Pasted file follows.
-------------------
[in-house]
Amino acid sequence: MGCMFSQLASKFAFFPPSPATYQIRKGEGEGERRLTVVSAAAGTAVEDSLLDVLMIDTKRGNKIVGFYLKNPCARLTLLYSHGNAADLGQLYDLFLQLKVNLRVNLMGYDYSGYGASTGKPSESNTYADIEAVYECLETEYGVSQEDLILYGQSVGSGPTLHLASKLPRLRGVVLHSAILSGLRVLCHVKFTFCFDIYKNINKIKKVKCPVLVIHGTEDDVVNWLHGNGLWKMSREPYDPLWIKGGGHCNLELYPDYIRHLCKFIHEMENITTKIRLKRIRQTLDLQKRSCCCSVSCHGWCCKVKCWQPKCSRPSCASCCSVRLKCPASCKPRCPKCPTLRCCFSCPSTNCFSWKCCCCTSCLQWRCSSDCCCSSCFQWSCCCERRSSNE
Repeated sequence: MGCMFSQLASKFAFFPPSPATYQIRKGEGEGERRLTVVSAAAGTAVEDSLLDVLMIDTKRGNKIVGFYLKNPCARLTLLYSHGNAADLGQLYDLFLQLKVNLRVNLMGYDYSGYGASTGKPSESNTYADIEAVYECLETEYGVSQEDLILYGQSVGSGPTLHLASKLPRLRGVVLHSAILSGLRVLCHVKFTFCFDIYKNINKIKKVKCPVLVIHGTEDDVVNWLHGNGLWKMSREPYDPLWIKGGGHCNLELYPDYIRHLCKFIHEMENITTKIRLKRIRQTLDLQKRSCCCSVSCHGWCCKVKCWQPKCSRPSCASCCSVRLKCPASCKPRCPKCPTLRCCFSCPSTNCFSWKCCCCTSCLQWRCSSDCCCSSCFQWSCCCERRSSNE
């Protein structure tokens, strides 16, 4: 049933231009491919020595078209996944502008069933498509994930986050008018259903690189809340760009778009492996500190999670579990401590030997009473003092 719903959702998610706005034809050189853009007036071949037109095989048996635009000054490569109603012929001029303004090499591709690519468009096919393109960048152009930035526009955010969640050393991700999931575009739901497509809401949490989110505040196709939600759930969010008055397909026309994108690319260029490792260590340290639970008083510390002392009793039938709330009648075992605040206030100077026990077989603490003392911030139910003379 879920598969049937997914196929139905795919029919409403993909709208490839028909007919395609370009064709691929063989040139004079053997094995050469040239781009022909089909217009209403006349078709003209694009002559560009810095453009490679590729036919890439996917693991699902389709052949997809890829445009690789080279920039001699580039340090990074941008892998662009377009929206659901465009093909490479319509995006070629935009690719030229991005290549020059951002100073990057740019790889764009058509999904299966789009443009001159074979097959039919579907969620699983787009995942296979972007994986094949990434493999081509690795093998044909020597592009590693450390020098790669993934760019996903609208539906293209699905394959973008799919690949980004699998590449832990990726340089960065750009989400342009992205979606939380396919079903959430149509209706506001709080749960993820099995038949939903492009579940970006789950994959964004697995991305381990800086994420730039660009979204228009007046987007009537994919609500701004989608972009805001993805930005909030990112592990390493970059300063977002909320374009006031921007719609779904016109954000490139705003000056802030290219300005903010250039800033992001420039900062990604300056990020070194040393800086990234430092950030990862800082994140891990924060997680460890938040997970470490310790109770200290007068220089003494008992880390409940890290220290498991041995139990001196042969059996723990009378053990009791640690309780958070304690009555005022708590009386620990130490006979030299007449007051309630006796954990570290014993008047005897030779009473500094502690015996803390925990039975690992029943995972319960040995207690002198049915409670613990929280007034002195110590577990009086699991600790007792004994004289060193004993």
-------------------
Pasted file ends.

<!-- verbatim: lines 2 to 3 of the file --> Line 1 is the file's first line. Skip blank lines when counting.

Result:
Amino acid sequence: MGCMFSQLASKFAFFPPSPATYQIRKGEGEGERRLTVVSAAAGTAVEDSLLDVLMIDTKRGNKIVGFYLKNPCARLTLLYSHGNAADLGQLYDLFLQLKVNLRVNLMGYDYSGYGASTGKPSESNTYADIEAVYECLETEYGVSQEDLILYGQSVGSGPTLHLASKLPRLRGVVLHSAILSGLRVLCHVKFTFCFDIYKNINKIKKVKCPVLVIHGTEDDVVNWLHGNGLWKMSREPYDPLWIKGGGHCNLELYPDYIRHLCKFIHEMENITTKIRLKRIRQTLDLQKRSCCCSVSCHGWCCKVKCWQPKCSRPSCASCCSVRLKCPASCKPRCPKCPTLRCCFSCPSTNCFSWKCCCCTSCLQWRCSSDCCCSSCFQWSCCCERRSSNE
Repeated sequence: MGCMFSQLASKFAFFPPSPATYQIRKGEGEGERRLTVVSAAAGTAVEDSLLDVLMIDTKRGNKIVGFYLKNPCARLTLLYSHGNAADLGQLYDLFLQLKVNLRVNLMGYDYSGYGASTGKPSESNTYADIEAVYECLETEYGVSQEDLILYGQSVGSGPTLHLASKLPRLRGVVLHSAILSGLRVLCHVKFTFCFDIYKNINKIKKVKCPVLVIHGTEDDVVNWLHGNGLWKMSREPYDPLWIKGGGHCNLELYPDYIRHLCKFIHEMENITTKIRLKRIRQTLDLQKRSCCCSVSCHGWCCKVKCWQPKCSRPSCASCCSVRLKCPASCKPRCPKCPTLRCCFSCPSTNCFSWKCCCCTSCLQWRCSSDCCCSSCFQWSCCCERRSSNE